International Journal of Behavioral Medicine

, Volume 16, Issue 2, pp 158–163

The Factor Structure and Factorial Invariance for the Decisional Balance Scale for Adolescent Smoking

  • Boliang Guo
  • Paul Aveyard
  • Antony Fielding
  • Stephen Sutton

DOI: 10.1007/s12529-008-9021-5

Cite this article as:
Guo, B., Aveyard, P., Fielding, A. et al. Int.J. Behav. Med. (2009) 16: 158. doi:10.1007/s12529-008-9021-5



The transtheoretical model is a framework to explain smoking uptake and cessation in adolescence. Decisional balance is proposed as a driver of stage movement.


The purpose of this study was to examine the factor structure and measurement equivalence/invariance (ME/I) of the decisional balance scale.


In this study, we used confirmatory factor analysis followed by measurement equivalence/invariance testing to examine the factorial validity of the decisional balance scale in adolescent smokers and nonsmokers.


Unlike previous studies, we found that a four-factor solution splitting cons into esthetic and health cons significantly improved the fit of model to the data. ME/I testing showed that the same structure and measurement model held for both smokers and nonsmokers, girls and boys, and across the three occasions the scale was administered.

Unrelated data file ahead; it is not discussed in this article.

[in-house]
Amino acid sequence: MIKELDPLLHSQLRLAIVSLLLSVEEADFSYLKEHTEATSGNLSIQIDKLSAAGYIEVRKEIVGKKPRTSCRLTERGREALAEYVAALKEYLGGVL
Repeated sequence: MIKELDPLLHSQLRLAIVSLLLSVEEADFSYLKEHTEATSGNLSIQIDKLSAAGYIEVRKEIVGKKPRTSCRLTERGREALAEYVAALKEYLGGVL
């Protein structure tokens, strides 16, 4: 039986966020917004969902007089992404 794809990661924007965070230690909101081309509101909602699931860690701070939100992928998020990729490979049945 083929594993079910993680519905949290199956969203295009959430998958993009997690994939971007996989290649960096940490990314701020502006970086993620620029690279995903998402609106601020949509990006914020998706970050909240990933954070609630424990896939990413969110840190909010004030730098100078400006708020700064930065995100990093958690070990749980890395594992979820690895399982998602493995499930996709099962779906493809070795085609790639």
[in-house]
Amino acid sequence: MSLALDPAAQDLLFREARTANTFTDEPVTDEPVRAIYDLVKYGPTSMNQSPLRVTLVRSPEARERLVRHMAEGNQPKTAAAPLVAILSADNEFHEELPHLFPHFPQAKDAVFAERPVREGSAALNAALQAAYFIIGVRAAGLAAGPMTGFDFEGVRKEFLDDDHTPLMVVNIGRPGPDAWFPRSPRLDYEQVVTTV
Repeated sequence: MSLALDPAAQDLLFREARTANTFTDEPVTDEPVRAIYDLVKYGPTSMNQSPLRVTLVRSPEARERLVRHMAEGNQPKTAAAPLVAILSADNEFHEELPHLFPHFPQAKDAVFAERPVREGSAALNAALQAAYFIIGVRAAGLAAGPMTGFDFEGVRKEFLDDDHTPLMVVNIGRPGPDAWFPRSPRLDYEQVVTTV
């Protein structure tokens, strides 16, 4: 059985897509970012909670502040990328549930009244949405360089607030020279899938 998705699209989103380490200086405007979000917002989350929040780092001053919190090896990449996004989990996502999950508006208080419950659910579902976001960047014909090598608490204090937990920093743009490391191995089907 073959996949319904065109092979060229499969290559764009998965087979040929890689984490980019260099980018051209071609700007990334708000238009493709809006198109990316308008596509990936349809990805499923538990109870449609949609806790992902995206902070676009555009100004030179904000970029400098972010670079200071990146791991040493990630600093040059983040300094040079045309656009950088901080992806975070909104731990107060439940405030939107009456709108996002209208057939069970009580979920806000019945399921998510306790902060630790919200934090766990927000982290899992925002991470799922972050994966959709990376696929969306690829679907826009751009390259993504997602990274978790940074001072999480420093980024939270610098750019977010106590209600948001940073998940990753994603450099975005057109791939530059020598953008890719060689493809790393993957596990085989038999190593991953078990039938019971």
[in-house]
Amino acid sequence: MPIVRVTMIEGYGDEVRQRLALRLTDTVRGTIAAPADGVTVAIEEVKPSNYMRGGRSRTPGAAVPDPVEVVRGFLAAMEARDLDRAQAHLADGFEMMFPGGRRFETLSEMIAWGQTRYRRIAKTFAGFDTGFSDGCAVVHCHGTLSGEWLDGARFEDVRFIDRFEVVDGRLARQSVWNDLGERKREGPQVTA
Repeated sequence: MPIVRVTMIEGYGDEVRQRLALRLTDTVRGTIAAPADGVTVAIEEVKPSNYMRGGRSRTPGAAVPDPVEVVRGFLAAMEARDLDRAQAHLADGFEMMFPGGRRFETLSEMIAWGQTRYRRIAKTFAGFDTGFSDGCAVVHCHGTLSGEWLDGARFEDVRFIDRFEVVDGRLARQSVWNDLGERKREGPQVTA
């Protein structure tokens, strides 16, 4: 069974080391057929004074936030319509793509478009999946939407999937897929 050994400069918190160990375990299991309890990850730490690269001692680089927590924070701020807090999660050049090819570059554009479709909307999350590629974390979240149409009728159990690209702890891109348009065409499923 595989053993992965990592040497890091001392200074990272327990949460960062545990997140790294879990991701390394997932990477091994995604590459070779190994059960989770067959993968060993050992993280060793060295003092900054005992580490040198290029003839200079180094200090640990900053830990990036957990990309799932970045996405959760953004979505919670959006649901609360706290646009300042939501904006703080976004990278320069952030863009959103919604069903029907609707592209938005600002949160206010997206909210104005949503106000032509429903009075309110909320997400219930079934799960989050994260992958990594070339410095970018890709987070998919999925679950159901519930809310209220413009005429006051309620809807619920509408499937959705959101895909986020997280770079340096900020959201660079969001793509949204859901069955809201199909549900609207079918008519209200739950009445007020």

Cons showed strong evidence that it constituted two separate first order factors. Decisional balance for smoking in adolescence has good evidence of factorial validity.


Decisional balance scaleTTMFactor structureMeasurement invariance testLongitudinal study

Supplementary material

12529_2008_9021_MOESM1_ESM.doc (350 kb)
Supplement 1Caption of ESM (DOC 349 kb)

Copyright information

© International Society of Behavioral Medicine 2008

Authors and Affiliations

  • Boliang Guo
    • 1
  • Paul Aveyard
    • 1
  • Antony Fielding
    • 2
  • Stephen Sutton
    • 3
  1. 1.Division of Primary Care & Public HealthUniversity of BirminghamBirminghamUK
  2. 2.Department of EconomicsUniversity of BirminghamBirminghamUK
  3. 3.Department of Public Health and Primary Care, Institute of Public HealthUniversity Forvie SiteCambridgeUK